Neuroscience is changing the meaning of criminal guilt. That might make us more, not less, responsible for our actions.
In the summer of 2008, police arrived at a caravan in the seaside town of Aberporth, west Wales, to arrest Brian Thomas for the murder of his wife. The night before, in a vivid nightmare, Thomas believed he was fighting off an intruder in the caravan – perhaps one of the kids who had been disturbing his sleep by revving motorbikes outside. Instead, he was gradually strangling his wife to death. When he awoke, he made a 999 call, telling the operator he was stunned and horrified by what had happened, and unaware of having committed murder.
Crimes committed by sleeping individuals are mercifully rare. Yet they provide striking examples of the unnerving potential of the human unconscious. In turn, they illuminate how an emerging science of consciousness is poised to have a deep impact upon concepts of responsibility that are central to today’s legal system.
After a short trial, the prosecution withdrew the case against Thomas. Expert witnesses agreed that he suffered from a sleep disorder known as pavor nocturnus, or night terrors, which affects around one per cent of adults and six per cent of children. His nightmares led him to do the unthinkable. We feel a natural sympathy towards Thomas, and jurors at his trial wept at his tragic situation. There is a clear sense in which this action was not the fault of an awake, thinking, sentient individual. But why do we feel this? What is it exactly that makes us think of Thomas not as a murderer but as an innocent man who has lost his wife in terrible circumstances?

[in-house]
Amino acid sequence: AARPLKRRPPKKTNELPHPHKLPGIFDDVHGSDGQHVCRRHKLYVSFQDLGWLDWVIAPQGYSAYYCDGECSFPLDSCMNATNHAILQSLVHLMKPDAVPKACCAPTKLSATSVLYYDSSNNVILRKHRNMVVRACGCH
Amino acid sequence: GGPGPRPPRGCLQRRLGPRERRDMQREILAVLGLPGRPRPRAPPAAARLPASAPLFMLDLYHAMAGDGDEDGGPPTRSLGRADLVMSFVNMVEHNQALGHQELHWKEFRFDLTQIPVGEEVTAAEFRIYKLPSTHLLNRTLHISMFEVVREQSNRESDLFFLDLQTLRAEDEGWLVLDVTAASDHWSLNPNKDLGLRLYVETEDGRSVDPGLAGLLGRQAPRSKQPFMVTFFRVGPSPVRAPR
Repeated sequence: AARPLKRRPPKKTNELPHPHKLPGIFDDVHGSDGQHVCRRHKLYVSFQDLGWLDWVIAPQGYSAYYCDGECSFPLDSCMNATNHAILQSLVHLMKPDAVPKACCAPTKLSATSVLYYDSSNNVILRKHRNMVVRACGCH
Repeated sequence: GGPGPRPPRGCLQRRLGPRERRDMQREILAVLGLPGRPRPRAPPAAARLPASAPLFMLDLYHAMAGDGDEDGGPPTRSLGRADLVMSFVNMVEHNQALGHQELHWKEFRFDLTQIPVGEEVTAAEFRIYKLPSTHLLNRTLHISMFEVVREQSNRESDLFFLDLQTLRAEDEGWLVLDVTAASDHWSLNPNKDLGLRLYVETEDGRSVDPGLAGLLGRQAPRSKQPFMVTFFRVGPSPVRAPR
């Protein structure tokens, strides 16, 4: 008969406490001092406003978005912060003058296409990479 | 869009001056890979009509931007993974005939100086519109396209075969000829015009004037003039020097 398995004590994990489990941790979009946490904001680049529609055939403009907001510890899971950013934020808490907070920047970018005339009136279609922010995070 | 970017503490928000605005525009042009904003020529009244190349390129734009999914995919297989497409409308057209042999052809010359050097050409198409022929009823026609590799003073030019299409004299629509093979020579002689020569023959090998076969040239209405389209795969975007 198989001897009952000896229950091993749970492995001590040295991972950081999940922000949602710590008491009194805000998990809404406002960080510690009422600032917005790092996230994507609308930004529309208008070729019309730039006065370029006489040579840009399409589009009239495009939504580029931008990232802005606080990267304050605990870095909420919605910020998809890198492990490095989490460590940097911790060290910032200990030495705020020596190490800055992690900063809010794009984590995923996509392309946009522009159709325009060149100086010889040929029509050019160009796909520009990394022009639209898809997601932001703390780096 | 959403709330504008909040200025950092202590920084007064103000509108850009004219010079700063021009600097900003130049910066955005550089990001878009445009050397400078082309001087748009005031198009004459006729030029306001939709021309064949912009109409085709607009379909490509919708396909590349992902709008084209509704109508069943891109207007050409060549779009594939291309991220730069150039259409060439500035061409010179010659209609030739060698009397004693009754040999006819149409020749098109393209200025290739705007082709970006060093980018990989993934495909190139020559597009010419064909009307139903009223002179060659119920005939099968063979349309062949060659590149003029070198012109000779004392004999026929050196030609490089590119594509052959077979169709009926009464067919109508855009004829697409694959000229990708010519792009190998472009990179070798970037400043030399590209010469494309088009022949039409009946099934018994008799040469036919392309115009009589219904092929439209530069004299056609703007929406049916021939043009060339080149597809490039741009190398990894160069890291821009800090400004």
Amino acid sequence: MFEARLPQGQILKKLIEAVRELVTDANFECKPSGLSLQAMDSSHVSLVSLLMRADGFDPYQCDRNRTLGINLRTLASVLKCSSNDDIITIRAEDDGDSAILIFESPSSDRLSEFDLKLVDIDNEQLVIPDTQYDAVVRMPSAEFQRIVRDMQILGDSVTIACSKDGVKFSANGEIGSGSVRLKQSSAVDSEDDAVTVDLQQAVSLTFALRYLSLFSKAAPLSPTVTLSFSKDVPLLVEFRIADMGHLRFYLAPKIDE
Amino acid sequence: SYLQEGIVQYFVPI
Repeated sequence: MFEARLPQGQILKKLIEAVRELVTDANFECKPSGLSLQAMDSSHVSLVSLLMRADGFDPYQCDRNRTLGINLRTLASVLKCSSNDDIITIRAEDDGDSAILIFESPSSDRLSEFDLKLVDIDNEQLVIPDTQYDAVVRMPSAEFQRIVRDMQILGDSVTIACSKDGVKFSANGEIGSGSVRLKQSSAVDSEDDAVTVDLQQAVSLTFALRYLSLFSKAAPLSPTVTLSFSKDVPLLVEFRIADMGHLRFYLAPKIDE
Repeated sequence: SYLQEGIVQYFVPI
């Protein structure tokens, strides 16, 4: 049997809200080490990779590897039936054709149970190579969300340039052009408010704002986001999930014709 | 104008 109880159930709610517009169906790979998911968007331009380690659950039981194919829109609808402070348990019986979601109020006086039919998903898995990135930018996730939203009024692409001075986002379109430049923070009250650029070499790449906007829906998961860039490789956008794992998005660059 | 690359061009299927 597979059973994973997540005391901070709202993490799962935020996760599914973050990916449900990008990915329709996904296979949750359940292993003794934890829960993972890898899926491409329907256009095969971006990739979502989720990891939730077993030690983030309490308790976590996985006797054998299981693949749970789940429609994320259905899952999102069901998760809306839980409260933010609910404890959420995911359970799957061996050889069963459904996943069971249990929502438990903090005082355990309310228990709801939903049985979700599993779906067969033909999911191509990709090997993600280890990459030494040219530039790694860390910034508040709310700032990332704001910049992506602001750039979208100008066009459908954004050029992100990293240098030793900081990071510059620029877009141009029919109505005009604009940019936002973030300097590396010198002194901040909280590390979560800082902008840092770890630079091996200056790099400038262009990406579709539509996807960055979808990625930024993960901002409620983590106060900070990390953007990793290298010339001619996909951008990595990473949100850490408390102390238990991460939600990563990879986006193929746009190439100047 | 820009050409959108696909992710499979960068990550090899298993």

Our sympathy can be understood with reference to laws that demarcate a separation between mind and body. A central tenet of the Western legal system is the concept of mens rea, or guilty mind. A necessary element to criminal responsibility is the guilty act — theactus reus. However, it is not enough simply to act: one must also be mentally responsible for acting in a particular way. The common law allows for those who are unable to conform to its requirements due to mental illness: the defence of insanity. It also allows for ‘diminished capacity’ in situations where the individual is deemed unable to form the required intent, or mens rea. Those people are understood to have control of their actions, without intending the criminal outcome. In these cases, the defendant may be found guilty of a lesser crime than murder, such as manslaughter.
In the case of Brian Thomas, the court was persuaded that his sleep disorder amounted to ‘automatism’, a comprehensive defence that denies there was even a guilty act. Automatism is the ultimate negation of both mens rea and actus reus. A successful defence of automatism implies that the accused person had neither awareness of what he was doing, nor any control over his actions. That he was so far removed from conscious awareness that he acted like a runaway machine.
The problem is how to establish if someone lacks a crucial aspect of consciousness when he commits a crime. In Thomas’s case, sleep experts provided evidence that his nightmares were responsible for his wife’s death. But in other cases, establishing lack of awareness has proved more elusive.